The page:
Saturday, January 31, 2009

Those Darn Shoes...

I am continually amazed how some myths throughout history keep resurfacing. No matter how many times they are disproved or doubted, they remain in our historical consciousness. George Washington chopping down a cherry tree is one such prominent tall tale. As you can guess, the Battle of Gettysburg has an infinite amount of its own myths and misconceptions. Just recently, I came across this news article from a newspaper in New Zealand which spreads one of the oldest myths of the battle.

Gettysburg: The American Battle than need not have happened

Friday, 30 January 2009, The Gisborne Herald

In 1863, the apparently invincible Confederate army marched northwards with the intention of inflicting a crushing defeat on the Union Army, the effect of which would hopefully drive Abraham Lincoln from office.

A battalion of Southern soldiers, dissatisfied with the deteriorating condition of their footwear, was informed by a colleague, that there was a boot factory in a near-by town. Approaching the town they encountered a detachment of Union cavalry and a violent skirmish ensued.

The Confederate army led by the unstoppable Robert E. Lee arrived as did the Union army commanded by General George Meade. The town was called Gettysburg.

The engagement lasted three days and ended with the failure of Pickett's Charge. Surrounding fields were strewn with over 50,000 dead or wounded, clad in either blue or grey. The great Confederate general had finally been stopped.

As neither Lee nor Meade originally intended to fight at Gettysburg a hypothetical question could be advanced. Was the decisive battle of the Civil War fought over the right of secession, the abolition of slavery, or just over pairs of boots?

Allan Colbert
Although this was most likely a daily trivia story in this newspaper, it begs the question, "Why has this myth of a shoe supply persisted?" Up until the recent construction of a Nike Shoe "Factory" at a local outlet, there never was such a shoe factory in Gettysburg. So, where did this story come from?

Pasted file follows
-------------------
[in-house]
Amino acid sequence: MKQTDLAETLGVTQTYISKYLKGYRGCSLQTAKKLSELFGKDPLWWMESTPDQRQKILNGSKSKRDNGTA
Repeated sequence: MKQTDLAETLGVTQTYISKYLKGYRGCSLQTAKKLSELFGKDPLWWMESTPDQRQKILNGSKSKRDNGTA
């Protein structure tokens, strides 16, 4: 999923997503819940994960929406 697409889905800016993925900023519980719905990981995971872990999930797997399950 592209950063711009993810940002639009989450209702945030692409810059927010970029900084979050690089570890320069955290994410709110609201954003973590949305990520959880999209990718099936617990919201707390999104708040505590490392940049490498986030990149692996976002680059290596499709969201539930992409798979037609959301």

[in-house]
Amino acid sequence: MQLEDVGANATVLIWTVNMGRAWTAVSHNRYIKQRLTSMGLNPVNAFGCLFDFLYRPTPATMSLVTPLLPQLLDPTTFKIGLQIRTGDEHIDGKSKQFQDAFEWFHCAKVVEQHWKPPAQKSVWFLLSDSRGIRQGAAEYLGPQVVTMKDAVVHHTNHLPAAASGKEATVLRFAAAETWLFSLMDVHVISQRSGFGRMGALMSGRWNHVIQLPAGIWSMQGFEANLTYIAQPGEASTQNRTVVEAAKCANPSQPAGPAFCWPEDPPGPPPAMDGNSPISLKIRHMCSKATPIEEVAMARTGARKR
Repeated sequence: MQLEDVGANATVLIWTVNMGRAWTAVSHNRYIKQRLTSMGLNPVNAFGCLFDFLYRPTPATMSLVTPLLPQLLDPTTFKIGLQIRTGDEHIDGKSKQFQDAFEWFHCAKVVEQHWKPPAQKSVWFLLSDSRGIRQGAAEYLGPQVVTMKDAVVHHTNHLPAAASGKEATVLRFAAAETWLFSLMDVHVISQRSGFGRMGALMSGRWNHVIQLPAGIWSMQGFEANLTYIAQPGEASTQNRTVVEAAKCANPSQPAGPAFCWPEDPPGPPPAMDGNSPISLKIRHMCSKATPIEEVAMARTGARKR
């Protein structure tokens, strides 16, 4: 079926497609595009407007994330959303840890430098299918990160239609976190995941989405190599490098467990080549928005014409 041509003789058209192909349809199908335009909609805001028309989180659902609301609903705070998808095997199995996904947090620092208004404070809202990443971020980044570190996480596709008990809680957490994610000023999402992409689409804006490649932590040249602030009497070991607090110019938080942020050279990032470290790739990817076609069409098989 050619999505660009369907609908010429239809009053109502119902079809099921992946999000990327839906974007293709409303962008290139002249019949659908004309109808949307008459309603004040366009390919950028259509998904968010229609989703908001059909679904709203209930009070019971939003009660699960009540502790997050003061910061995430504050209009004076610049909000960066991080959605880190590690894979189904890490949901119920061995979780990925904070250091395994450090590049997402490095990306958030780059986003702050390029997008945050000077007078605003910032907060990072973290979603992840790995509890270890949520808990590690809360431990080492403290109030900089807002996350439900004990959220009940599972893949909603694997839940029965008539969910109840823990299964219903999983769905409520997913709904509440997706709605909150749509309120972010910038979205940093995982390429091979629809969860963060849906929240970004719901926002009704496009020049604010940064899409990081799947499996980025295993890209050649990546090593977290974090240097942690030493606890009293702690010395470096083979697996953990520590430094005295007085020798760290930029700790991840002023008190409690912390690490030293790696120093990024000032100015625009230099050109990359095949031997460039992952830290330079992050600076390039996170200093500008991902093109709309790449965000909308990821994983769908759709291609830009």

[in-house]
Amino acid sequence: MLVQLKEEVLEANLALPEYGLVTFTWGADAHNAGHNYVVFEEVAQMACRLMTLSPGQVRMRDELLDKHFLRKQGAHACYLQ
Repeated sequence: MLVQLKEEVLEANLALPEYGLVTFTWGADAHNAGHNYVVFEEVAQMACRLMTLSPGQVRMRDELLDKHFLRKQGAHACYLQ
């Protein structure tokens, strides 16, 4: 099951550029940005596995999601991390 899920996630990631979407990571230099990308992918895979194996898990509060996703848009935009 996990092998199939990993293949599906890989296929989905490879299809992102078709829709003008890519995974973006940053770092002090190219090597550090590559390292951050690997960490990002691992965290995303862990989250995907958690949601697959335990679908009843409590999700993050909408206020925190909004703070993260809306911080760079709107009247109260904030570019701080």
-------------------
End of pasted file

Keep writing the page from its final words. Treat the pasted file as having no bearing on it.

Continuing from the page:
Many historians argue that Confederate Gen. Henry Heth concocted this story as an excuse to hide his own errors leading up to the battle. Heth had been ordered by Lee not to bring on a fight, at least until the army was forced together. Heth did the exact opposite when he moved his entire division towards Gettysburg. Rather than finding shoes, the southerners found Union Gen. John Buford's cavalry awaiting them. Henry Heth argued that he was only seeking shoes for his footsore boys and he didn't mean to start this fight. If this were true, why did he take an entire division just to confiscate some shoes?

For as much as I admire Heth and his colorful military record, I have a hard time believing his story. First of all, Confederate forces under John Gordon had already marched through Gettysburg on June 26, several days before the battle, and found no shoes. Although there were a dozen or so cobblers and cordwainers in town at that time, these businesses hardly would have had enough shoes to supply thousands of men. In fact, Gordon's men held the town for ransom, which included a demand for 1,500 shoes. They didn't find any. Further southern intelligence suggested that there was no evidence of shoes in the area. For as much as many needed footwear, they weren't going to find any in Gettysburg. In Mechanicsburg however, one shoe salesman had his entire stock raided and was left with nothing more than $4,000 in useless Confederate currency.

As the old saying goes, those who yell the loudest are heard the clearest. Perhaps Heth simply defended his actions better than his contemporary critics did in denouncing them. Regardless of this, the Gettysburg shoe myth has had historians rolling their eyes for a century or more. Maybe this story keeps coming up simply because it is an entertaining tale. "The greatest battle in the Western Hemisphere began over a pile of shoes." Now that sounds intriguing! Clearly, famed people such as Ken Burns thought so since he included this in his masterpiece The Civil War. I suppose that is when this myth really skyrocketed into American consciousness. I suppose, in the end, maybe this story has done more good than harm. After all, such human interest stories (whether true or not) are what draw people to Gettysburg time and time again. Those darn shoes...


  1. Expect to hear this myth and many, many more when you work at Gettysburg this summer! I cannot tell you how many times I hear visitors saying that McClellan had 30,000 men in reserve at Antietam, "who never fired a shot," and other such persistent myths. At most, Mac had, maybe, 5,000 infantry and 5,000 cavalry in reserve, not "two entire corps." I would imagine, though, what you are going to hear the most will be. . ."if only Jackson was alive, the battle would have turned out much different."
    Have fun!
    John D. Hoptak

  2. I homeschool my kids, and we recently studied the battle of Gettysburg. I'm ashamed to admit that I taught them (as I'd been told) about the shoe thing. I guess I know what we'll be covering on Monday.

    Thanks J!

  3. No worries Kel! I too believed it for a while! It was not until I became an AVID reader of the battle that I discovered it's all a myth.

    Glad you make history fun for your kids!